Cubs are goats once again

October 04, 2008|By PETER SCHMUCK | PETER SCHMUCK,peter.schmuck@baltsun.com

It has been 63 years since local tavern owner William Sianis and his pet billy goat were asked to leave Wrigley Field during the last World Series to grace its Friendly Confines, but the legend it spawned refuses to die.

The "Curse of the Billy Goat" is as much a part of Chicago Cubs history as Tinker to Evers to Chance, the double-play combination that played such a large part in the most recent Cubs world championship, which - at last count - was exactly 100 years ago. The Cubs have not been back in the Fall Classic since owner Philip Wrigley ordered the smelly goat out of the field level in 1945 and its master decreed they would never win another National League pennant.

Now, no one seriously believes that a disgruntled and long-dead farm animal is making the ball bounce funny in the playoffs this year, but the ball is bouncing funny again anyway, and you have to wonder just what the Cubs and their fans have done over the past century to deserve the longest title drought in baseball history. Even discouraged Orioles fans have to admit nothing they have gone through over the past 11 years compares to that.

The curse was ceremoniously lifted on several occasions by Sianis before he died in 1970 and more recently by his nephew Sam, but the misfortune marches on. The Cubs squandered that big NL East lead to the Amazing Mets in 1969 and blew a two-game advantage in the best-of-five NL Championship Series against the San Diego Padres in 1984. And, of course, nothing quite compares to the deflected foul ball in the 2003 NLCS that turned generic Cubs fan Steve Bartman into the symbol of all that has befallen the beleaguered franchise.

Which brings us into the Lou Piniella era, which already has featured one unsuccessful playoff appearance and is about to feature another. The Cubs were swept by the Arizona Diamondbacks in the Division Series last year and came up winless in the first two games of the 2008 Division Series against the Los Angeles Dodgers at Wrigley Field.

Nothing terribly supernatural about that, but the Cubs had the best regular-season record in the NL this year and had dominated the Dodgers (5-2) in head-to-head competition. They also figured to have a little numerological karma stored up because it has been exactly a century since their last world title.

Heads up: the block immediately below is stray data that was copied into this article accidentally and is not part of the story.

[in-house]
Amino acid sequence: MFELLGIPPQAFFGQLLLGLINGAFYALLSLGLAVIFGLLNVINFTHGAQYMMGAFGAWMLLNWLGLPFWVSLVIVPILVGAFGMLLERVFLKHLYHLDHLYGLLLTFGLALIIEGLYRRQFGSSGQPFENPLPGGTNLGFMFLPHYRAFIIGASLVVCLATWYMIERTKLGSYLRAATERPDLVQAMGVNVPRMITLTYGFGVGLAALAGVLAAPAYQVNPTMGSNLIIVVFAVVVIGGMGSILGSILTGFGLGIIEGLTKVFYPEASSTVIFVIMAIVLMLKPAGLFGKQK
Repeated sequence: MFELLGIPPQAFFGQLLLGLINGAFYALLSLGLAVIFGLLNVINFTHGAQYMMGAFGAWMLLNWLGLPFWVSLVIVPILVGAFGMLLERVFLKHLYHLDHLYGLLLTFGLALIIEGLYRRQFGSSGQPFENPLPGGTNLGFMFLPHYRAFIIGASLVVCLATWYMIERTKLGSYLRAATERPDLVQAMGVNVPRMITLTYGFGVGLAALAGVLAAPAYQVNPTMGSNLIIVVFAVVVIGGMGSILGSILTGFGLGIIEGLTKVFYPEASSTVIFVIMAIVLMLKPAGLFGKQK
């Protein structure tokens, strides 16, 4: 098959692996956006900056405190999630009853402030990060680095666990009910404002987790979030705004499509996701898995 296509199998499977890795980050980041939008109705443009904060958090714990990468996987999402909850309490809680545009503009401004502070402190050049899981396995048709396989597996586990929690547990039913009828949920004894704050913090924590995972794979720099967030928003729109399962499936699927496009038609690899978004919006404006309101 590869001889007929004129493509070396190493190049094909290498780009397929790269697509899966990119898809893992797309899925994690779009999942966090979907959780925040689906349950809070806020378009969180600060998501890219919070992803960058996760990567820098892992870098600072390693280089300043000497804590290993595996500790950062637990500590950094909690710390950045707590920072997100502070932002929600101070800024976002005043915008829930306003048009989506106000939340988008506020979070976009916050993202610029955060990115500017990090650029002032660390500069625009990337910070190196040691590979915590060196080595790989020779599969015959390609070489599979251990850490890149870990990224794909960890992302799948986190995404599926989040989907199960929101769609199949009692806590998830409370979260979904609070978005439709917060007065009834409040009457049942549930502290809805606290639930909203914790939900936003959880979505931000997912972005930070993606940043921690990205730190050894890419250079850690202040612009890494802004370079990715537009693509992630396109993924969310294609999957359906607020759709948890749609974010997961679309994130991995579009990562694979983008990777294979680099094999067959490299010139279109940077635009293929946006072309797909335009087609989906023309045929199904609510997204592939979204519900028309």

Instead, here are the only numbers that matter: The Cubs are down 0-2 in the best-of-five series after two home games, and only one other team has ever gotten out of that hole to reach the League Championship Series since the three-tiered playoff system debuted in 1995. That was the 2001 Yankees team that rallied to beat the Oakland Athletics. The manager of that team now manages the Dodgers, and Joe Torre is hoping for a little karmic payback of his own after being forced out of the Bronx after 12 straight playoff appearances. The Yankees, you might have noticed, are nowhere to be seen in the postseason for the first time since before Torre showed up there.

Piniella has to be wondering what's going on. His most dependable pitcher at Wrigley Field (Ryan Dempster) couldn't find the strike zone in Game 1, and his entire infield came unglued Thursday. All four Cubs infielders made an error as the Dodgers pounded out a 10-3 victory in Game 2.

"The last two days, that's probably been the two worst games we've played all year, from a walking and errors standpoint," Piniella said afterward. "It wasn't fun to watch, I'll tell you that."

It wasn't much fun for the two sellout crowds in baseball's version of the Heartbreak Hotel. There are a lot of Cubs fans who believe in the curse, and it's hard to blame them, but it's more likely the weight of their outsized expectations this season combined with the heaviness of 100 years of history to ramp the pressure up too high at Wrigley.

The odds are stacked against them going into Game 3 tonight at Dodger Stadium, but it's still possible destiny isn't done with them.

If they are looking for an inspirational precedent with some interesting human interest tie-ins, they might want to go back to 2004, when the Boston Red Sox were down 0-3 in the best-of-seven American League Championship Series against the Yankees.

The Red Sox also had a little history to get out from under and staged an unprecedented comeback to defeat another team managed by Torre before sweeping the St. Louis Cardinals in the World Series to break the Curse of the Bambino.

But Manny Ramirez was the main man on that team and now has teamed with Torre to push the Cubs to the edge of another quick exit from the playoffs.

Don't think you can blame it on the goat, but the Cubs and their fans have a right to wonder whether somebody up there doesn't like them.

Listen to Peter Schmuck on WBAL (1090 AM) at noon most Saturdays and Sundays.

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